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Benjamin Britten

Suite for Harp

Britten was enthusiastic about composing instrumental pieces for friends and close colleagues, one of whom was the celebrated harpist Osian Ellis, who had appeared with great success at Aldeburgh. The Suite for Harp was composed during the spring of 1969 in response to Ellis' request for a solo piece, and Ellis gave the world première during the 1969 Aldeburgh Festival. Britten said of this suite, "I feel it is rather 18th century harp writing, but somehow it came out that way."

The Suite is a well-realized display piece, designed to show off the soloist's and the instrument's virtuosity. Britten has made splendid use of the harp's traditional resources – glissandos, arpeggios, etc., in a taxing work which nevertheless manages to display, particularly in the inward-looking Nocturne and the shadowy, reflective coda in which the Suite fades out, that the harp is not all glitter and cascades of notes. In the succinct program note Britten supplied for the first performance he described the Suite for Harp, which he inscribed "For Osian," as follows:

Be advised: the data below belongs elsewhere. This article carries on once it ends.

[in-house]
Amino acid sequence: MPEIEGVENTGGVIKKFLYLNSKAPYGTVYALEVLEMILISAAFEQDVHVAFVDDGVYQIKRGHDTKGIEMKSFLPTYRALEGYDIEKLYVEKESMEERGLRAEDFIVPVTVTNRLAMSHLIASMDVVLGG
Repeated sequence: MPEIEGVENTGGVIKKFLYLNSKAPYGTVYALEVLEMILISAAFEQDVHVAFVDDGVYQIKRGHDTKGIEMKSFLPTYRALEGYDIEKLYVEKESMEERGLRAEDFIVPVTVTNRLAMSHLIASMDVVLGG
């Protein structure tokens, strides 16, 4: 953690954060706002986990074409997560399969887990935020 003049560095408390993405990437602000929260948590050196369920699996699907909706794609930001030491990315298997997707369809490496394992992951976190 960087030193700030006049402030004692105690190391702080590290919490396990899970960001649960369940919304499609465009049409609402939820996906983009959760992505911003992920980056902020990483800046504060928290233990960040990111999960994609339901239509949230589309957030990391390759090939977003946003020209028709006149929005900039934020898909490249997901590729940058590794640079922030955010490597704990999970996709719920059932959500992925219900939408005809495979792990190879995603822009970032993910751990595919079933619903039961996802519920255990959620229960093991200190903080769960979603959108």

1. A classical 'Overture,' with dotted rhythms and trumpet chords.
  2. 'Toccata', a rondo busy with quavers and semiquavers, with much crossing of parts.
  3. 'Nocturne,' a clear tune with increasing ornamentation over a low, chordal ground.
  4. 'Fugue,' a brief scherzo, in three voices.
  5. 'Hymn' (St. Denio), a Welsh tune, a compliment to the dedicatee, with five variants.

Copyright © 1996 by Jane Erb, All Rights Reserved.